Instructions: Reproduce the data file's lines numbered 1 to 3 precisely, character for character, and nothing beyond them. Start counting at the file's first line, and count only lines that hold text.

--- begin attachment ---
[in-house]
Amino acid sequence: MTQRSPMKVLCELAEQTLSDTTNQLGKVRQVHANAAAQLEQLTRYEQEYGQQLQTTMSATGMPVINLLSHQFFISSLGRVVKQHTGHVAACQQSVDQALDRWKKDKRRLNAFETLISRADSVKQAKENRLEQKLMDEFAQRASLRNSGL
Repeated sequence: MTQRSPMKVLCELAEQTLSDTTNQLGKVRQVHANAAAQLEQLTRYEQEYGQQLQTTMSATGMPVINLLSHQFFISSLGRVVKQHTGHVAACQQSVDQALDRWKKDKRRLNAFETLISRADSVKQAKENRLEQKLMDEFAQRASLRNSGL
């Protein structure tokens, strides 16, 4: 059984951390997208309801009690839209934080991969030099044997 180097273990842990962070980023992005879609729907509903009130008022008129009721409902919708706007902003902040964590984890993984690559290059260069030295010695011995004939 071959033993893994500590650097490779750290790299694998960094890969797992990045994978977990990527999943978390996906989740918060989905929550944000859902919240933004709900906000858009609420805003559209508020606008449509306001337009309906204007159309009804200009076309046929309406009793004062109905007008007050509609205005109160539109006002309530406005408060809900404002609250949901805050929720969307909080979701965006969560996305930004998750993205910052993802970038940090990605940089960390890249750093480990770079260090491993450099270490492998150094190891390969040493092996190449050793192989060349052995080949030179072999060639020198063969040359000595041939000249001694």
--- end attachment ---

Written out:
[in-house]
Amino acid sequence: MTQRSPMKVLCELAEQTLSDTTNQLGKVRQVHANAAAQLEQLTRYEQEYGQQLQTTMSATGMPVINLLSHQFFISSLGRVVKQHTGHVAACQQSVDQALDRWKKDKRRLNAFETLISRADSVKQAKENRLEQKLMDEFAQRASLRNSGL
Repeated sequence: MTQRSPMKVLCELAEQTLSDTTNQLGKVRQVHANAAAQLEQLTRYEQEYGQQLQTTMSATGMPVINLLSHQFFISSLGRVVKQHTGHVAACQQSVDQALDRWKKDKRRLNAFETLISRADSVKQAKENRLEQKLMDEFAQRASLRNSGL